30 review for Chaos: Charles Manson, the CIA, and the Secret History of the Sixties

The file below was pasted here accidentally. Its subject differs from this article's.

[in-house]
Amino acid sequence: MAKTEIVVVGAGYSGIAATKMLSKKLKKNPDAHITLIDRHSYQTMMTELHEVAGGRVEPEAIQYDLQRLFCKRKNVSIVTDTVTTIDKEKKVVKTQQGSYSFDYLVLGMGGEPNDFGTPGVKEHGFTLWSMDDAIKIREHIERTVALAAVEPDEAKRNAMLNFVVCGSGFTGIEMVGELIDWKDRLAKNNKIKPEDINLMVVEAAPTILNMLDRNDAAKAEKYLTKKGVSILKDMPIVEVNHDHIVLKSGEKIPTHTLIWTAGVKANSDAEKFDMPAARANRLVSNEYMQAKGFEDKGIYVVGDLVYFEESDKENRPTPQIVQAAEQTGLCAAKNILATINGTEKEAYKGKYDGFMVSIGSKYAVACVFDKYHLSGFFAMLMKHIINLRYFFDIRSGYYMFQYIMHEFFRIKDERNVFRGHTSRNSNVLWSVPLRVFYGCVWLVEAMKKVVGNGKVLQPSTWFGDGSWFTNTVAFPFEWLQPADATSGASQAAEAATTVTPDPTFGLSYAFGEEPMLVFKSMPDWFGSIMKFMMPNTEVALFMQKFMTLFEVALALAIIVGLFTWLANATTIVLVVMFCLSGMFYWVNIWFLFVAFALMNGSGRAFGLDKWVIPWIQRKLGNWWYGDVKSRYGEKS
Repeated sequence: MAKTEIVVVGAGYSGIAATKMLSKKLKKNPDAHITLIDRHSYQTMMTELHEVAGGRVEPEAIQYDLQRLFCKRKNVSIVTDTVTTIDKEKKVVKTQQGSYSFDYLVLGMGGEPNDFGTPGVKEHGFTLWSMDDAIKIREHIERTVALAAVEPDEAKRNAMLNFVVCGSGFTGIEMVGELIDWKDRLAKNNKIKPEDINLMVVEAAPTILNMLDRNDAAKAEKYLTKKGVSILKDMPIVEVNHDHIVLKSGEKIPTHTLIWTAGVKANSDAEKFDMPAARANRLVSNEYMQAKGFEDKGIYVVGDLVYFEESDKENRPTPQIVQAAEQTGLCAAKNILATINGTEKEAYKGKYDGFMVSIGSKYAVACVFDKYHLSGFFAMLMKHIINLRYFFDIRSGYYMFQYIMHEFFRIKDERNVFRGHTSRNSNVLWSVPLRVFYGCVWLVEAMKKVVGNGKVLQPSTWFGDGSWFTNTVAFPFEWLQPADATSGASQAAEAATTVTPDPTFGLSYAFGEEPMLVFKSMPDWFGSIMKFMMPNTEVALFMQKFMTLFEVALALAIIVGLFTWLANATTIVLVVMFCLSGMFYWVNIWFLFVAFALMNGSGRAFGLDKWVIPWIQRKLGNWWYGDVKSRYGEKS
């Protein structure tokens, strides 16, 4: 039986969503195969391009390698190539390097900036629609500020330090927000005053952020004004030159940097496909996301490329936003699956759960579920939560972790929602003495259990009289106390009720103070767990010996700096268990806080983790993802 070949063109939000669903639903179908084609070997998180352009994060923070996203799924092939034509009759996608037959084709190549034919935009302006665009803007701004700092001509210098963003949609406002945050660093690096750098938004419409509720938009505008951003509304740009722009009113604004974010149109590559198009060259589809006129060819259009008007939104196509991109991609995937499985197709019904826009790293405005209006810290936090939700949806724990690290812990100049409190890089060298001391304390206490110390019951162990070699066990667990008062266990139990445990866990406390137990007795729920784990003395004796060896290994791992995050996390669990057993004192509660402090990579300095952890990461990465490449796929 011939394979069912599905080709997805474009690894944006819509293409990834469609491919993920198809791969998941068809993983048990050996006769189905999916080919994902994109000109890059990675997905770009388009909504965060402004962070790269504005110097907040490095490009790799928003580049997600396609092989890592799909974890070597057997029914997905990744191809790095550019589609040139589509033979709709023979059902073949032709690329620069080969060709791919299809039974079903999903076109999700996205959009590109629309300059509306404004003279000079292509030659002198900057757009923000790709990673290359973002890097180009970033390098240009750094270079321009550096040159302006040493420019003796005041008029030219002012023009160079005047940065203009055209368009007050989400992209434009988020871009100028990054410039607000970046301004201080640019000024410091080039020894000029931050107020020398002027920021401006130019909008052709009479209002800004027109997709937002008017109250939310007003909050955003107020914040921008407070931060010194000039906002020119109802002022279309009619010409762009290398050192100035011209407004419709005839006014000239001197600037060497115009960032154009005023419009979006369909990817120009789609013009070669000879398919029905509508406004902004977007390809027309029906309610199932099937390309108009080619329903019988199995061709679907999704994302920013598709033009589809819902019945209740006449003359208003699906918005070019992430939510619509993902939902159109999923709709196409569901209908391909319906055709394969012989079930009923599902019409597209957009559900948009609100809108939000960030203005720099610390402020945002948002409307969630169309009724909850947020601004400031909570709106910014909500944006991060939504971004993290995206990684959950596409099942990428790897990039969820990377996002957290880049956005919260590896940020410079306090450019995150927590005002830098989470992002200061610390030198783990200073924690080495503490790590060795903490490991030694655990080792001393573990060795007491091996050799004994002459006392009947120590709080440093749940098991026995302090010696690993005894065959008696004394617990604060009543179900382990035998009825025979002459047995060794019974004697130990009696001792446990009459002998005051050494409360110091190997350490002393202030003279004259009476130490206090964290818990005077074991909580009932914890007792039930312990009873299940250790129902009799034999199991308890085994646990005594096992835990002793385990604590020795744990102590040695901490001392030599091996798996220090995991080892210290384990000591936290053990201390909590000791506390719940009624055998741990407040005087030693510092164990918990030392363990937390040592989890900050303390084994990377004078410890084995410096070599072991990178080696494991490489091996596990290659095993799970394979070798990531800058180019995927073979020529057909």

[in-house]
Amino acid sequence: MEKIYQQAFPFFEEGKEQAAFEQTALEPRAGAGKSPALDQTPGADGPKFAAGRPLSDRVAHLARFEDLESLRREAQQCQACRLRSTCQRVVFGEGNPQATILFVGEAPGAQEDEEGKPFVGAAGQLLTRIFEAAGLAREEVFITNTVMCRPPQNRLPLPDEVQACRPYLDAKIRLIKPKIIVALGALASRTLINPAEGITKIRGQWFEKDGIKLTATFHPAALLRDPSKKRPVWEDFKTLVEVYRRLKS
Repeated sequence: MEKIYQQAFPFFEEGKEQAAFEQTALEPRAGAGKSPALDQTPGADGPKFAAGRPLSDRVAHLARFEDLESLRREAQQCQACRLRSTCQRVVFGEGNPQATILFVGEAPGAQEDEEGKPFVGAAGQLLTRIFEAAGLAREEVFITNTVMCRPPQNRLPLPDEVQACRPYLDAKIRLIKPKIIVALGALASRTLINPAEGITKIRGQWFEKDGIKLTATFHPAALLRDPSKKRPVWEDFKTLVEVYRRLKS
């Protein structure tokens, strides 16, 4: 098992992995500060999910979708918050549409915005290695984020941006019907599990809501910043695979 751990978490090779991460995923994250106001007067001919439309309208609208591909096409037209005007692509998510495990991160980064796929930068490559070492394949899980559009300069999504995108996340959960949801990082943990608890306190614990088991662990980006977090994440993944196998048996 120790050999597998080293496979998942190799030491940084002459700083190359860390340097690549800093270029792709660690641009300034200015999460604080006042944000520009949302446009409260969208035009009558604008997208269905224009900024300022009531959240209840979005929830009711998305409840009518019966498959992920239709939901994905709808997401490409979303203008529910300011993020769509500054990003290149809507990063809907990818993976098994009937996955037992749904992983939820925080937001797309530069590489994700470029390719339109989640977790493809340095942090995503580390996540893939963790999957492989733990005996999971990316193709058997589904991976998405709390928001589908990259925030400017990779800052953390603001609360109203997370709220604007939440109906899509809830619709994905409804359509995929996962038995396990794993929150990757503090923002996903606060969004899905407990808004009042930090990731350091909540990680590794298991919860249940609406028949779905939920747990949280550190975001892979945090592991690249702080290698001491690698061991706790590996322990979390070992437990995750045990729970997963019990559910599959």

1. 4 out of 5

    Jeffrey Keeten